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Taming indecent dressing on campuses through strict regulations, sanctions

By Chiamaka Ukachukwu, Ngozi Adobi and Nana-Aisha Sulaiman
12 December 2019   |   2:26 am
Nigeran undergraduates have embraced fashion trends that appear a little extravagant for students who are supposed to be certified worthy in character and learning upon graduation.

Nigeran undergraduates have embraced fashion trends that appear a little extravagant for students who are supposed to be certified worthy in character and learning upon graduation. The so-called civilisation and the reality that one who has secured university admission seems to be accountable to this trend which is fast becoming a norm among young people, despite several efforts by various school authorities to tame it.

The Guardian checks revealed that enforcing a decent dress code among undergraduates is one aspect that has not been successfully regulated by tertiary institutions owing to students’ defiance to laid down rules. Several schools have adopted different strategies to control students’ inappropriate dressings, yet little or no success has been achieved.

However, some students that spoke with our reporters have suggested that enacting strict regulations, empowering a body to enforce it and sanctioning offenders are one sure way of curbing the act. Others said it could be tamed by orientation and reorientation of students on the need to dress decently at all times, while a few suggested that mandating departmental wears for all students might be the solution, even though it may seem to negate the liberties that should be enjoyed by the students.

A student of University of Ilorin (UNILORIN), Sasere Taiwo, said universities should create and strengthen a regulatory body so as to enforce stricter rules on dressing. “They should ensure that students are regularly monitored by the student affairs official upon entrance into the premises.”

Ayoola Ore, a student of Tai Solarin University of Education,(TASUED), said regular inspection of students as well as strict punishment to offenders, will sure help. For Ejimofor Gloria, from University of Nigeria, Nsukka (UNN), “students should be lectured on good dress ethics since they are in the learning field.”Chimezie Fortunatus, also from UNN, recommended continuous sensitisation of students on the need of proper dress ethics, saying, “there should be orientation and reorientation on the need for decency in dressing.”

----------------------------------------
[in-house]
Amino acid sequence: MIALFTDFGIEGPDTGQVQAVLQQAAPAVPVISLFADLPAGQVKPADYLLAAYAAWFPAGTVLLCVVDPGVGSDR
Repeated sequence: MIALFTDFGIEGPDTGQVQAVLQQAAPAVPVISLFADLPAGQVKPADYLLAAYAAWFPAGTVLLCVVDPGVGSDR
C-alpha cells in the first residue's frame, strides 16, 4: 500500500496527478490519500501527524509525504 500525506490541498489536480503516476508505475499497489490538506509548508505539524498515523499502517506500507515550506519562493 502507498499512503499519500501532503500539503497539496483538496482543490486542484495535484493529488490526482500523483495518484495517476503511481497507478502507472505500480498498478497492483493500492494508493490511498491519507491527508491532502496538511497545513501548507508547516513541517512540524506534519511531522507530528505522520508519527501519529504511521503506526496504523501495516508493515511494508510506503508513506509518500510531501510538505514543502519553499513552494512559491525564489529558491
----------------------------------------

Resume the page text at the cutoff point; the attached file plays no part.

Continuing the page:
Affirming that offensive dressing is fast becoming a tradition in most Nigerian universities, Uwaoma Adimchi, also a UNN student said: “Improper dressing is nothing new on campus as more than half of the students dress inappropriately. Ranging from sagging and raggedy dressing for males to wearing of revealing dresses among females.”

But, Obunike Christopher from UNN thinks differently as he described dressing as a thing of choice mainly based on different personalities. For him, “what I may regard as indecent might not be what some other person sees as indecent.”A student of the University of Lagos (UNILAG), who identified herself as Gbemisola, said, “we are at liberty to select clothing according to preference as long as it is not unsuitable.”

Speaking on the impact of dress code, a student of Nnamdi Azikiwe University (UNIZIK) who identified himself as Abana, disclosed that a lot of students use departmental wears as permissible impropriety.A student of Abia State University (ABSU), Onyinye Kemakolam, stated that dress codes have done so little to curb indecent dressing on campuses.

“There are cases where female students wear revealing blouses on tiny skirts and the males fly-out, sag and go as far as wearing bathroom slippers which is both ridiculous and improper.”Tosin Adebogun from UNILAG said that their school’s management had released a circular preaching to students to endeavour to dress appropriately, yet “most students still dress like they were attending casual parties and not lectures.”

However, most religious-based institutions have succeeded in inculcating moderation in their students through regulatory bodies like disciplinary committees, panels and the likes, which is to the disappointment of some of these students, as they have alleged infringement on their rights to freedom of expression.A student of Kano State Polytechnic, Ibrahim Mariam, revealed that only cover-up dresses are acceptable as decent dresses in their institution. “For females, sleeveless dresses, skimpy gowns, and trousers are prohibited except with long hijabs,” she said.

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